How the 419 Scam Works

  1. An individual or company receives an email from an alleged “official” representing a foreign government or agency-more often from Nigeria or any other African nation

  2. An offer is made to transfer millions of dollars in “over-invoiced contract” funds into your personal bank account

  3. You are encouraged to travel overseas to complete the transaction 

  4. You are requested to provide blank company letterhead forms, banking account information, telephone, fax numbers 

  5. You receive numerous documents with official looking stamps, seals and logo testifying to the authenticity of the proposal 

  6. Eventually you must provide up-front or advance fees for various taxes, attorney fees, transaction fees or bribes

  7. 7. Finally, you have to travel to Nigeria-either directly or via a bordering country-to meet Nigerian government ‘officials’

  8. Fake documents are made by the perpetrators to smuggle you into Nigeria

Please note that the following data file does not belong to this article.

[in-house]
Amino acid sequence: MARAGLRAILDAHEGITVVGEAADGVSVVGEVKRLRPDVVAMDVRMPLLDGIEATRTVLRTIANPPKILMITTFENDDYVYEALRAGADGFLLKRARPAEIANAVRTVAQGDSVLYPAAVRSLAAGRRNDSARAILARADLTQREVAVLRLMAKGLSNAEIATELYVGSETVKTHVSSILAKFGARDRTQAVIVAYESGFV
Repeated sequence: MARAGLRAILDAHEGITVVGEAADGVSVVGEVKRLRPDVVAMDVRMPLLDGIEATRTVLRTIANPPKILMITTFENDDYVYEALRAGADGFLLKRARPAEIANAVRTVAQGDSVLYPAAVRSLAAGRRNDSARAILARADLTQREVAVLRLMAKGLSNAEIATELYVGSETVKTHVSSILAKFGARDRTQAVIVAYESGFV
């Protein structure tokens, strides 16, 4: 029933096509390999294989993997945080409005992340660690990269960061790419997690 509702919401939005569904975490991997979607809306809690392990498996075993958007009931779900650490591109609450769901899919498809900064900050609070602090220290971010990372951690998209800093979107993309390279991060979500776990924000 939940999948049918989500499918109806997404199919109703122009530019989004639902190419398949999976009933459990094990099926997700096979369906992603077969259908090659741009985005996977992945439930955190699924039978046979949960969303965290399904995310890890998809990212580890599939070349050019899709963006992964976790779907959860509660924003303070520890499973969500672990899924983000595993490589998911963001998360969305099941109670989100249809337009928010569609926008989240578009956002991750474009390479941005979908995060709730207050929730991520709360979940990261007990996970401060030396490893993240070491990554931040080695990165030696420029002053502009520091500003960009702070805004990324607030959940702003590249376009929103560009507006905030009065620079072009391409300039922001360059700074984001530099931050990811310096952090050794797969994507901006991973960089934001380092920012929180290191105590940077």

9. Once there, you have no option but to ‘cooperate’ by paying money or ransom

Common variations on this scam include “overinvoiced” or “double invoiced” oil or other supply and service contracts where “some officials” are trying to get the funds out of Nigeria; crude oil and other commodity deals; a “bequest” left you in a will; “money cleaning” where the perpetrator has a lot of currency that needs to be “chemically cleaned” before it can be used and he needs the cost of the chemicals; “spoof banks” where there is supposedly money in your name already on deposit; and “paying” for a purchase with a check larger than the amount required and asking for change to be advanced. Or the victim will just be stiffed on a legitimate goods or services contract…the variations are very creative and virtually endless.

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